I will be delivering a webinar on June 17th, 2009 to the Project Management Institute’s (PMI) Services & Outsourcing Special Interest Group (SIG). My presentation will examine the basic, yet critical question, How to Implement a Successful Outsourcing Process? The presentation will draw heavily from my book, The Outsourcing Handbook (Kogan Page, 2006). For more information, please click here: LINK
To purchase a copy of my book, please click here: LINK
To purchase a copy of the Polish edition, Outsourcing: Podr?cznik sprawdzonych praktyk, published by Wydawnictwo MT Biznes, please click here: LINK
I enjoyed delivering two research seminars in Slovenia. Thanks to all that attended. I gained a lot from your feedback and comments.
Seminar prof. dr. Kevina C. Desouze (University of Washington, Seattle, WA), z naslovom Designing the Innovation Process: Building, Managing, Communicating and Measuring, bo v sredo, 13. maja 2009, ob 17. uri, v klubski sobi CISEF-a
Seminar prof. dr. Kevina C. Desouze (University of Washington, Seattle, WA), z naslovom Challenges in Inter-Disciplinary Research: Strategies from Crafting Research Ideas to Publishing, bo v ponedeljek, 11. maja 2009, ob 16. uri, v sejni sobi CISEF-a.
The first talk, Challenges in Inter-Disciplinary Research: Strategies from Crafting Research Ideas to Publishing, will take place on May 11, 2009. In this presentation, I will share my experiences in executing inter-disciplinary research projects. Studying complex phenomenon requires us to undertake research that (1) draws on multiple disciplines, (2) engages a diverse group of stakeholders, (3) appreciates a plurality of research approaches, and (4) communicates to a diverse set of audiences. Executing inter-disciplinary research is no easy feat to accomplish. Researchers face daunting challenges from the onset, beginning with the very inception of ideas, crafting of problem statements, executing the research process, and communicating the results via publications in academic and practitioner outlets. However, these challenges should not be viewed as an excuse to abandon inter-disciplinary research in favor of narrow-minded and singular research exercises, which reduce complex phenomenon in deterministic fashions so as to arrive at simplistic problems that lack relevance. I will present a method (process) for executing inter-disciplinary research that has served me well. Illustrative examples of research projects will be used to exemplify this process and outline strategies for researchers to consider when conducting inter-disciplinary research projects.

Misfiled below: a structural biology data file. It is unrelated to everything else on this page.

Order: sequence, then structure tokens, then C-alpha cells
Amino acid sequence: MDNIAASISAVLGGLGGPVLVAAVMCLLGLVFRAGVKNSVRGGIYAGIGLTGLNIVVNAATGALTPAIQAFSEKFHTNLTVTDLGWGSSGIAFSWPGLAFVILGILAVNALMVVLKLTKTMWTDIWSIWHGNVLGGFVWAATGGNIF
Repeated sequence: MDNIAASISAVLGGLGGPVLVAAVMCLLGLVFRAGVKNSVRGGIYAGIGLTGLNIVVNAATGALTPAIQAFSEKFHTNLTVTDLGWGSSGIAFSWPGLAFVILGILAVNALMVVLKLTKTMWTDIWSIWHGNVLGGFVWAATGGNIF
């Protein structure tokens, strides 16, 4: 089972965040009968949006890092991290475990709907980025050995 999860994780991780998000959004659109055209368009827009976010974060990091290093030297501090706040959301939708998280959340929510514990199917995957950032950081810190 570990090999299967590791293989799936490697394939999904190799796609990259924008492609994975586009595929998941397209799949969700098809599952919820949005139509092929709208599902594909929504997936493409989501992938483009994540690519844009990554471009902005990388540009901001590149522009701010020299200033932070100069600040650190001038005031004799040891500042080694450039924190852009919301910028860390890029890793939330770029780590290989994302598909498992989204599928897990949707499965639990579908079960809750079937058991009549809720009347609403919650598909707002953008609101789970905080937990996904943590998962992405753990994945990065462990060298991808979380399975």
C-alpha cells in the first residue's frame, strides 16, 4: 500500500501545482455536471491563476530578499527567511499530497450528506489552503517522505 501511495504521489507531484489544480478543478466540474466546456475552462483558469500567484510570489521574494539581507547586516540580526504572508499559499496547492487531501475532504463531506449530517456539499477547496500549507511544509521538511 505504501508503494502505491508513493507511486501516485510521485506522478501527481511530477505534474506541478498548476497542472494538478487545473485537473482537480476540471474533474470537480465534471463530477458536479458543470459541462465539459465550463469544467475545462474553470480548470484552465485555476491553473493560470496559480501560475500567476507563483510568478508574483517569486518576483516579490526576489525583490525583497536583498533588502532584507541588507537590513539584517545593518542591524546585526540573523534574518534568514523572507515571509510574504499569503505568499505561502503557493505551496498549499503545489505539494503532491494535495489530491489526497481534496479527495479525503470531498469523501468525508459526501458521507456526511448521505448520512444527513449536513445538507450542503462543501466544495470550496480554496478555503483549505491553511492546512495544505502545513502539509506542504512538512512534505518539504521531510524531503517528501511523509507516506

The second talk, Designing the Innovation Process: Building, Managing, Communicating and Measuring, will take place on May 13, 2009. In this presentation, I will describe the process of innovation and propose mechanisms to measure the value of innovation. The innovation process will be broken down into the discrete stages of idea generation and mobilization, screening and advocacy, experimentation, commercialization, diffusion and implementation. For each stage, context, outputs and critical ingredients are discussed. Findings are based on extensive study of over 30 top US and European companies with mature innovation processes.